I’m one of life’s optimists. When I think about living to be 100 years old, I picture a birthday party where I am surrounded by my devoted descendants, perhaps followed by a commercial space flight as a celebratory treat.
But I’m in the minority here. A lot of people would rather be dead. In a recent UK poll by Ipsos, only 35 per cent of people said they wanted to become centenarians.
Men were keener on the idea than women (43 per cent to 28 per cent) — a shame really, since women are more likely than men to achieve it. Age is a factor too: older people are less likely to want to live to 100 than younger ones, perhaps because they have already had a taste of poor health, or have gone through the experience of caring for elderly parents who suffered in their later years. In the poll, fewer than one in five people thought they would have a good quality of life if they reached 100.
We all know that life expectancy has risen globally over the last century thanks to advances in healthcare and medicine as well as improvements in education and living standards. In the UK in 2020, the number of centenarians reached more than 15,000, up almost a fifth on the year before. But — as is clear by how many don’t want to live to be 100 — “healthy life expectancy” is probably a better measure of what people actually want.
Healthy life expectancy — a measure of the number of years someone is expected to live in good health — is not a perfect metric, since it’s based on health and mortality rates now rather than projections of how they might change. But it’s still useful. What can it tell us?
First, while it has been rising globally, it has not kept pace with improvements in overall life expectancy, according to a study of 195 countries between 1995 to 2017.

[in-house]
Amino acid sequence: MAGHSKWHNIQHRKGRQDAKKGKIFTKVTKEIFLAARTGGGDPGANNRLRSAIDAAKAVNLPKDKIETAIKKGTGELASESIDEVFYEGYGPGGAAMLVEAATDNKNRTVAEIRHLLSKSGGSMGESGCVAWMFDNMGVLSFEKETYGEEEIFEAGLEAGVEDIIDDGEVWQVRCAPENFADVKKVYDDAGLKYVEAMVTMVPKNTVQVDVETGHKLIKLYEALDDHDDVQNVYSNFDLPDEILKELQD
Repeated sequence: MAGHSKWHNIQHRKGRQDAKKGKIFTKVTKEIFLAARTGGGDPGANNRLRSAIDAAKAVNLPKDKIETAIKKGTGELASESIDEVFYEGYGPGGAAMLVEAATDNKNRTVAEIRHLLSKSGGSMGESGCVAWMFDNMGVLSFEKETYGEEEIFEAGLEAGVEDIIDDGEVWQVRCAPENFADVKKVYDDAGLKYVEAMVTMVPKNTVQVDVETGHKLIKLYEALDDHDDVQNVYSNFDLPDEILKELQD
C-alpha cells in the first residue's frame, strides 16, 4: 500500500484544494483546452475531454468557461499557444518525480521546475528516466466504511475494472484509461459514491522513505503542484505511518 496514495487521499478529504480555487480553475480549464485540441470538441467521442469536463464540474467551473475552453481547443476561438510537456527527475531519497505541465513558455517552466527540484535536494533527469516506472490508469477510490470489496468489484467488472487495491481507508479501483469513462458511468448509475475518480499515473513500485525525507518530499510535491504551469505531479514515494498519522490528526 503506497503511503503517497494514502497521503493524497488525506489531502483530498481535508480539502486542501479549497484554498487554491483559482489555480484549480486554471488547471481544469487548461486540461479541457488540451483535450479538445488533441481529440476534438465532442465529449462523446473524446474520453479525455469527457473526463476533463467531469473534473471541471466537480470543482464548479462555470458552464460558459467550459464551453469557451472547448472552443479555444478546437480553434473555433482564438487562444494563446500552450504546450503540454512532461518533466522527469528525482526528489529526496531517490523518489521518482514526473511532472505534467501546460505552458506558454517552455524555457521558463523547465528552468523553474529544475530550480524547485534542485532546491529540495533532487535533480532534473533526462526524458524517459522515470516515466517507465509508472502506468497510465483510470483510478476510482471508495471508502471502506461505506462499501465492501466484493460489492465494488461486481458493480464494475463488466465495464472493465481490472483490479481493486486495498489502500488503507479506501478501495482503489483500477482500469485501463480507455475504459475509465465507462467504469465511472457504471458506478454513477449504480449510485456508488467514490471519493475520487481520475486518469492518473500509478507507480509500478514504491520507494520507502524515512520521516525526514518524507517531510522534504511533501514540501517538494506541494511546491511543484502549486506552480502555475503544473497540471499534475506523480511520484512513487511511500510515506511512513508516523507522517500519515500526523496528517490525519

Second, women might outlive men, but the number of years they can expect to live in good health is very similar. In the EU, for example, life expectancy for women in 2020 was 5.7 years longer on average than for men, but the healthy life expectancy gap was only one year.
Third, as with overall longevity, the correlation between healthy life expectancy and gross domestic product per head becomes pretty loose once countries have passed a certain level of development. Greece and Germany have very similar healthy life expectancy numbers, for example, even though Germany is significantly richer.
There are some stark differences between neighbours, too. In 2020, a man born in Finland or Denmark could expect to live between 73 and 74 per cent of their lives free from health limitations, a raw deal compared with the 90 per cent on offer in Sweden. Cultural factors play a role, from the Mediterranean diet in Greece to alcohol use in Finland.
In the UK, which ranked in the middle of the EU countries before Brexit, things aren’t looking good. In the years before the pandemic, healthy life expectancy had stagnated for men at 62.9 years and had begun to fall slightly for women to 63.3 years.
The differences between rich and poor are also vast. In England, women living in the most deprived areas have a healthy life expectancy at birth of 51.4 years compared with 71.2 years for women living in the least deprived areas.
David Finch, an assistant director at the Health Foundation, says UK policymakers should be “very worried” about the trend, given the country was hardly top of the league table to begin with. “When you can see that clear space for improvement and we stop improving, it’s particularly concerning.”
There are plenty of possible reasons why health has worsened, from rising obesity and alcohol misuse to the impact of government spending cuts after 2010 and the broader impact of a decade without any real wage growth.
Britons’ fraying health has now become a problem for the labour market, with a rising share of people too sick to work. That is a reason to pay attention, of course. But we should have been paying attention anyway. Health doesn’t just matter because it has an impact on the economy; it matters because it’s what people want.
The government has set an ambitious target to increase healthy life expectancy by five years by 2035. Such rapid improvements are possible: it increased by four years in the first decade of the millennium. But that was a time of sustained economic growth and higher social spending. It’s hard to imagine that’s what the next decade will look like, even for an optimist like me.